Title & Author: The Knife of Never Letting Go by Patrick Ness

Series: Chaos Walking

Length: 497 pages

Genre: Science Fiction, Dystopia, Mystery

Release Date: May 5, 2008

Book Description

A dystopian thriller follows a boy and girl on the run from a town where all thoughts can be heard – and the passage to manhood embodies a horrible secret.

Todd Hewitt is the only boy in a town of men. Ever since the settlers were infected with the Noise germ, Todd can hear everything the men think, and they hear everything he thinks. Todd is just a month away from becoming a man, but in the midst of the cacophony, he knows that the town is hiding something from him — something so awful Todd is forced to flee with only his dog, whose simple, loyal voice he hears too. With hostile men from the town in pursuit, the two stumble upon a strange and eerily silent creature: a girl. Who is she? Why wasn’t she killed by the germ like all the females on New World?

Propelled by Todd’s gritty narration, readers are in for a white-knuckle journey in which a boy on the cusp of manhood must unlearn everything he knows in order to figure out who he truly is.

Doesn’t that sound interesting? It does, doesn’t it? That’s precisely what I thought when I picked it up in the midst of a reading slump, way back in high school. And it was amazing.

The first thing you find out when yer dog learns to talk is that dogs don’t got nothing much to say.About anything.

The Knife of Never Letting Go

Todd’s narration was unique and hilarious. I mean, just look at that quote – that’s the opening line! His narrative voice was very strong, which is something that I really love in books that do that kind of thing properly. He’s one of my favorite protagonists, and is just as compelling to read about a second, or even third, time around. And I can’t forget about Manchee the doggo. He’s the absolute best boy (that can also talk!). His and Todd’s relationship is so sweet, and it makes my heart warm just writing about it right here.

Viola is the dueteragonist of the series (and the mysterious girl mentioned in the synopsis), and I liked her just as much. She and Todd are a perfect team – hers strengths cover his weaknesses, and his strengths cover her weaknesses. In several ways, the two seemed like equals. And their relationship was the central pillar that this trilogy stands on, and I absolutely loved it – it was written so perfectly.

“Here’s what I think,” I say and my voice is stronger and thoughts are coming, thoughts that trickle into my noise like whispers of truth. “I think maybe everybody falls,” I say. “I think maybe we all do. And I don’t think that’s the asking.”

I pull on her arms gently to make sure she’s listening.”I think the asking is whether we get back up again.”

The Knife of Never Letting Go

The plot also moves at a breakneck pace in all three books, but somehow there’s still time for character moments and development. I really don’t know how Ness does it. The secret that Todd’s town is hiding is also bone-chilling, and the plot twists for all three books had me at the edge of my seat.

“War is like a monster,” he says, almost to himself. “War is the devil. It starts and it consumes and it grows and grows and grows.” He’s looking at me now. “And otherwise normal men become monsters, too.”

The Knife of Never Letting Go

The first book probably did everything the best out of the three, but all of the books in the trilogy were honestly all five star reads for me. It’s an absolute understatement to say that I recommend this series.

And by this I mean, don’t just read the first book to give Chaos Walking a shot. Read the whole thing. Not the you’ll need any encouragement from me, though, once you read the ending of The Knife of Never Letting Go. You’ll want to keep going immediately – it’s just that strong of a novel. I’m not gonna spoil it, or any of the second or third books, because this series works best if you go into it blind on a first read through. (Second or third it works even though you know the plot. It’s just that good.) But yeah, I definitely recommend it, so you should definitely read it.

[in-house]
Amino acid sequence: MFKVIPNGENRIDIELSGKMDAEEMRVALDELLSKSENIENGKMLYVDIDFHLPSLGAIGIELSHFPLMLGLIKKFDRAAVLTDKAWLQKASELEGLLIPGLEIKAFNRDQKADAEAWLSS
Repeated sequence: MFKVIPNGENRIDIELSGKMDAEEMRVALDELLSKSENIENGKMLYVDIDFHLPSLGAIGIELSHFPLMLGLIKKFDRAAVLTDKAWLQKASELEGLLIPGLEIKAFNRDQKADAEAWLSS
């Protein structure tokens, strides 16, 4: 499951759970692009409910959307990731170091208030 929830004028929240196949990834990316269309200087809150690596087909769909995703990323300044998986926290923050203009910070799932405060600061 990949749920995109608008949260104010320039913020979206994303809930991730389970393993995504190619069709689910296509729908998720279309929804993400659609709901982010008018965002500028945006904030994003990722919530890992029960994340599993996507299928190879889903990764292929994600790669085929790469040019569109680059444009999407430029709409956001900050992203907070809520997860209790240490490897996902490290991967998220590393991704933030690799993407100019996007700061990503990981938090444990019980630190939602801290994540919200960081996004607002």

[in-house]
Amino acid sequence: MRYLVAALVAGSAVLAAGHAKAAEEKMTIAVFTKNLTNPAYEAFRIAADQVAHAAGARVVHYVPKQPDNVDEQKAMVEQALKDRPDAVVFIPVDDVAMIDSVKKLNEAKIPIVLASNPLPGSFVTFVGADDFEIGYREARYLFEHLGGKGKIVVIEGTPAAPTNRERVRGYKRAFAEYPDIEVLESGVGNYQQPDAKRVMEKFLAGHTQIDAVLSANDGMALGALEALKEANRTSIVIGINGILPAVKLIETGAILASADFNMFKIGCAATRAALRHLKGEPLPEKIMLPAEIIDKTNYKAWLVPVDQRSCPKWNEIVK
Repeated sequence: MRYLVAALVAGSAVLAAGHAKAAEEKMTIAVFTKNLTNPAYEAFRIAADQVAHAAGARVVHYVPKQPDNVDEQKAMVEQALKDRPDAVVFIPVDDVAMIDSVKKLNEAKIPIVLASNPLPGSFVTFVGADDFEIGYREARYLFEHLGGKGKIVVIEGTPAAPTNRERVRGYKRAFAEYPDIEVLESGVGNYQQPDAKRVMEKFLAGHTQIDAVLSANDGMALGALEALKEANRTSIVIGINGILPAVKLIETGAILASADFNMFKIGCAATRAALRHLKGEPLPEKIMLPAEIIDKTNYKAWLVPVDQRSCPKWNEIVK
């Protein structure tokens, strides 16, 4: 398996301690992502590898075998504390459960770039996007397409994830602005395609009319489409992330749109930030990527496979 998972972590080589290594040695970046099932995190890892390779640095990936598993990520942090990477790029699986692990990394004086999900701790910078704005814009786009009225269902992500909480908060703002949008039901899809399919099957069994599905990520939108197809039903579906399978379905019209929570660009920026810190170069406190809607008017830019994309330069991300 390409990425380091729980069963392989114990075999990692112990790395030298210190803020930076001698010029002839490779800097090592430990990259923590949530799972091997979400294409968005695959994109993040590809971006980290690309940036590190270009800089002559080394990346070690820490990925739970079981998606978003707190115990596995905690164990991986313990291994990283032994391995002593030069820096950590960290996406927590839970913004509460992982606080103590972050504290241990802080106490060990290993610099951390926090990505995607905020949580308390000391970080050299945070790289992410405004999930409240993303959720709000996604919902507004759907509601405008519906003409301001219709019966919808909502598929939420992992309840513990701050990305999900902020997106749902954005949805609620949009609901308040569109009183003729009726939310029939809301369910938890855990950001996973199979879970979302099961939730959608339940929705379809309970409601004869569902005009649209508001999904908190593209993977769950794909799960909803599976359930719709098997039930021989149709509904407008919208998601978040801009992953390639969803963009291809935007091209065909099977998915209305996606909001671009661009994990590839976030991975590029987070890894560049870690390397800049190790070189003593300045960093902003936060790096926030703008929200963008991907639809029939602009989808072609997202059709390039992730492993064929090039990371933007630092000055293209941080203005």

And if you’ve already read it, then you should read it again. And you should absolutely ignore the movie completely and pretend that it doesn’t exist, at all costs. (Someday soon, I’ll probably do a post about how much the movie sucks and why, and how it did everything wrong – down to the freaking casting even – but alas, that day is not today.)

My Star Ratings

The Knife of Never Letting Go: ★★★★★ • 5 / 5 stars
The Ask and the Answer: ★★★★★ • 5 / 5 stars
Monsters of Men: ★★★★★ • 5 / 5 stars
The New World – A Chaos Walking Short Story: ★★★★★ 5 / 5 stars

My Favorite Quotes

And because there’s just so many darn good and quotable lines in this trilogy that I like – and because I have absolutely no restraint – here’s all of my favorites from the series to end off this review. Here I go!

But a knife ain’t just a thing, is it? It’s a choice, it’s something you do. A knife says yes or no, cut or not, die or don’t. A knife takes a decision out of your hand and puts it in the world and it never goes back again.

The Knife of Never Letting Go

Men lie, and they lie to theirselves worst of all.

The Knife of Never Letting Go

Life equals running and when we stop running maybe that’s how we’ll know life is finally finished.

The Knife of Never Letting Go

It’s not that you should never love something so much that it can control you.

It’s that you need to love something that much so you can never be controlled.

It’s not a weakness.

It’s your best strength.

The Ask and the Answer

Faith with proof is no faith at all.

The Ask and the Answer

You’ve never stood on a beach as the waves came crashing in, the water stretching out from you until it’s beyond sight, moving and blue and alive and so much bigger than even the black beyond seems because the ocean hides what it contains.

The Ask and the Answer

To say you have no choice is to relieve yourself of responsibility.

Monsters of Men

A monster, I think, remembering what Ben told me once. War makes monsters of men.

Monsters of Men

“Usually when a man calls a woman a bitch,” a voice calls over from a cart pulling up near us at the edge of camp,”its because she’s doing something right.”

Monsters of Men

“It’s always darkest before the dawn, Todd.”

I look at him, baffled. “No, it ain’t! What kinda stupid saying is that? It’s always lightest before the dawn!”

Monsters of Men

“And you,” he says, “you need to talk to your boy.” He lifts my chin. “And if he needs saving, then you save him. Isn’t that what you told me you did for each other?”

I let go a few more tears but then I nod. “Over and over again.”

Monsters of Men

I’ll find you–

You bet yer life on it–

I’ll find you–

Keep calling for me, Viola–

Cuz here I come.

Monsters of Men